November 11, 2017

Enjoying One Another in God

November 11, 2017


Hebrews 12:1-3

Hebrews 13:7

Psalm 23

This week’s sermon text: Romans 14:13-23

In the 1984 movie Places in the Heart Sally Fields won an Oscar playing a depression-era widow in Texas, trying to hold on to the family farm; the bank is waiting to foreclose. The movie details her struggles after her husband, a sheriff, was accidentally shot and killed by a young black man, who was subsequently lynched by a mob. With the help of an older black man, a drifter, and her boarder, a blind man, she manages to harvest her cotton and win a prize for the first bale weighed at the gin. The last scene shows her family in church. The communion bread is passed from one person to another, and as the camera pans out, we see that also receiving the bread is everyone in the community, friends and enemies alike, including the man who was lynched and the sheriff who was killed. This scene depicts the communion of saints, the cloud of witnesses. Included at the communion table are those who have gone before us. Holy Communion is a foretaste of the promise of God’s heavenly banquet.

Psalm 23 reminds us that God sets a table “in the presence of my enemies.” I imagine the young shepherd David with his lunch spread out on the grass before him. His enemies in the fields were the lion and the bear, and maybe an occasional bandit. When he became king, he had many enemies including his own son Absalom. Who are our enemies today? Do we make enemies of the people we strongly disagree with? Does God set the table for them too?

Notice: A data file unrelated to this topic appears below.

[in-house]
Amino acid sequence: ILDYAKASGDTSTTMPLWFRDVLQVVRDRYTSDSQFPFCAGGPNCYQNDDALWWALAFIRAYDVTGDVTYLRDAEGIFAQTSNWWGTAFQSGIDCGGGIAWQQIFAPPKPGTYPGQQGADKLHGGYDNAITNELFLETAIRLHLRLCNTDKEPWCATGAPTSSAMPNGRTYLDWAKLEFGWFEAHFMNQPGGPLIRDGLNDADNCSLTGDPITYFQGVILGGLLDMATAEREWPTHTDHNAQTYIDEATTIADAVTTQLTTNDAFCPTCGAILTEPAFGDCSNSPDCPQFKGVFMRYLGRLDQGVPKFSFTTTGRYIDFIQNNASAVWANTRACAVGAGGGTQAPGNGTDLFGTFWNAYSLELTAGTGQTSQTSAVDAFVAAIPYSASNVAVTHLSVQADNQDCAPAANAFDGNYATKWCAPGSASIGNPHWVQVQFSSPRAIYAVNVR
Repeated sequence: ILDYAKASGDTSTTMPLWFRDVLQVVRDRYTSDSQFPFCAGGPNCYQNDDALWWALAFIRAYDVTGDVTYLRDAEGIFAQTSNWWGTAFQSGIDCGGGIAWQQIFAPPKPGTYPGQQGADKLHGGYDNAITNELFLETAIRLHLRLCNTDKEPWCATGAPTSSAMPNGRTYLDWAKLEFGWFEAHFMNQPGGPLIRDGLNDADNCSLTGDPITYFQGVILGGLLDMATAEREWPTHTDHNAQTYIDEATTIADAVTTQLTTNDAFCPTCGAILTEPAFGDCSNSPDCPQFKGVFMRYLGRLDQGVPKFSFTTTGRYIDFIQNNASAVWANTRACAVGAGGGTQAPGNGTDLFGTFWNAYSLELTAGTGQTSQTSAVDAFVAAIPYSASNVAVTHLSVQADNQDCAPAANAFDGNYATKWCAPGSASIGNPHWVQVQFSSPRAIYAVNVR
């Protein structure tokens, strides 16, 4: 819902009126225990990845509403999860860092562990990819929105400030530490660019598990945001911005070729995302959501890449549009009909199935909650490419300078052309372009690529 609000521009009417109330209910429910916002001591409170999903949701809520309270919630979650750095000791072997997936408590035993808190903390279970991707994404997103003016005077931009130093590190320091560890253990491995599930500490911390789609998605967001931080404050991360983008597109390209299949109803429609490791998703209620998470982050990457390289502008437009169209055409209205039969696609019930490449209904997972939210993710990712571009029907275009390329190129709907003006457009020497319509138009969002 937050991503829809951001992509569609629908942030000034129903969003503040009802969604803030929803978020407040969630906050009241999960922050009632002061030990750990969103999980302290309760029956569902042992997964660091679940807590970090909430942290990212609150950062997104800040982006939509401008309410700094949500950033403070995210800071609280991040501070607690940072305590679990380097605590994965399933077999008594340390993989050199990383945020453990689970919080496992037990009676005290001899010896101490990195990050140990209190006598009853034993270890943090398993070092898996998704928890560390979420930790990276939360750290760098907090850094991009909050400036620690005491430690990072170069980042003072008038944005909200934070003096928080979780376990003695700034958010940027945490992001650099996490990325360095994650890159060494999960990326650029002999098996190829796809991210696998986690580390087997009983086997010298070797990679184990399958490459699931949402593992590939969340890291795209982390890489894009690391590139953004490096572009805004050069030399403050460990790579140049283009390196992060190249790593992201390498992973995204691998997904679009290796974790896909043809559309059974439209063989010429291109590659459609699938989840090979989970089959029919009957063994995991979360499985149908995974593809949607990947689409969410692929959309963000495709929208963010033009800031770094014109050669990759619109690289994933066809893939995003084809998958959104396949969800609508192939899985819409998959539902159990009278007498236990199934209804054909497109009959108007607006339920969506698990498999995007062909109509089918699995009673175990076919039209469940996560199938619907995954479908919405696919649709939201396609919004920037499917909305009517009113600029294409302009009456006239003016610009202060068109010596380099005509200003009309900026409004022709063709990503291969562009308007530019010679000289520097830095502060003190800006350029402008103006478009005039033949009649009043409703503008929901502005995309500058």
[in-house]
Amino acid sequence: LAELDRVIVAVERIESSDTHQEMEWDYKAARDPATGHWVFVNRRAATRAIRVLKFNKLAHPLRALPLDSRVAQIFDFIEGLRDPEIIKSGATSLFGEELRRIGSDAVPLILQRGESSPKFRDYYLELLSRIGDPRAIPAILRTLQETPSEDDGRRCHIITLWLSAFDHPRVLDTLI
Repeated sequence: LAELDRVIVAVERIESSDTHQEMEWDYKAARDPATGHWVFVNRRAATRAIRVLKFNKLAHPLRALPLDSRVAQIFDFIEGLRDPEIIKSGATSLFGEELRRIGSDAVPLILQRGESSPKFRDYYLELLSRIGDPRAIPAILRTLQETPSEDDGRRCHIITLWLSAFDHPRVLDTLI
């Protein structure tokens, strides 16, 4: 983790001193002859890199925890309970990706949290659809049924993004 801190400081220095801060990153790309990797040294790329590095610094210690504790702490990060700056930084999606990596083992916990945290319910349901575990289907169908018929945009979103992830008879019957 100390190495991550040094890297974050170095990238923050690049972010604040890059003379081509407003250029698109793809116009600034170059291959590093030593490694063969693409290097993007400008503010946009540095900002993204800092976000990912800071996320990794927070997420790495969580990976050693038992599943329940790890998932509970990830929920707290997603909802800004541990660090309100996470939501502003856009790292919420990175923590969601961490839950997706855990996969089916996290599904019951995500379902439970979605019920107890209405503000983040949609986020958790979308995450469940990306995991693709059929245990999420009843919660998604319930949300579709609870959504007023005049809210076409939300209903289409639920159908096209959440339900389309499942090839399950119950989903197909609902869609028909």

How do we imagine our resurrection life with God? Paul’s words are worth repeating: “So then you are no longer strangers and aliens, but citizens with the saints and members of the household of God” (Eph 2:19). Theologians for centuries have written about God’s future in which God heals divisiveness and discord, making friends of enemies. Augustine wrote in the early 5th c., that we will not only enjoy God; we will also enjoy “one another in God.” (City of God, 19.17.)


  • When we pray privately, are we aware of the “cloud of witnesses” supporting us in prayer?
  • Who do we think of as being with us at Holy Communion?
  • What are good ways to remember the leaders in the faith who have gone before us?


  • Say the Lord’s Prayer and then point out the first-person pronouns: our, us, we – all plural. Why do you think Jesus wanted the prayer to be for a group to pray, not only an individual?
  • Praying to God is not just saying the words; it is a call to action. What actions for the good of the community are called for by this prayer?

God, your Son Jesus said that you take great pleasure in giving us your Kingdom. Help us to remember that your house has many rooms, and to learn to live now in peace with all those in your household. Grant us grace to love as Jesus loved. Amen.